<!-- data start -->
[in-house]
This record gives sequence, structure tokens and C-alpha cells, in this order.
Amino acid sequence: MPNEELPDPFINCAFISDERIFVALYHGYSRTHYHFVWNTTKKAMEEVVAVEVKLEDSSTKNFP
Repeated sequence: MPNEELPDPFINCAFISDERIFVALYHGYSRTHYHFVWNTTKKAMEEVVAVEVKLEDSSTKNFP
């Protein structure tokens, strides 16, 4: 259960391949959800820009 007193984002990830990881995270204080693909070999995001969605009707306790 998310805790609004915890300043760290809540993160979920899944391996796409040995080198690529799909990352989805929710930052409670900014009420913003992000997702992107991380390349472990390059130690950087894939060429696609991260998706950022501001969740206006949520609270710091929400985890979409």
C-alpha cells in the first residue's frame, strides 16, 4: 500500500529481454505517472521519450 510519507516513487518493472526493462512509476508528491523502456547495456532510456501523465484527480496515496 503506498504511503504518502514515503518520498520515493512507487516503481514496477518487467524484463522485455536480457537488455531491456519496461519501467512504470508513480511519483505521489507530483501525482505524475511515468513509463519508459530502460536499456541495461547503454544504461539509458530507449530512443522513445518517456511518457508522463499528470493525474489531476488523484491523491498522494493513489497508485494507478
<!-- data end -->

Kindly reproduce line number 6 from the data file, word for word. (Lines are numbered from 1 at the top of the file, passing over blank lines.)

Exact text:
C-alpha cells in the first residue's frame, strides 16, 4: 500500500529481454505517472521519450 510519507516513487518493472526493462512509476508528491523502456547495456532510456501523465484527480496515496 503506498504511503504518502514515503518520498520515493512507487516503481514496477518487467524484463522485455536480457537488455531491456519496461519501467512504470508513480511519483505521489507530483501525482505524475511515468513509463519508459530502460536499456541495461547503454544504461539509458530507449530512443522513445518517456511518457508522463499528470493525474489531476488523484491523491498522494493513489497508485494507478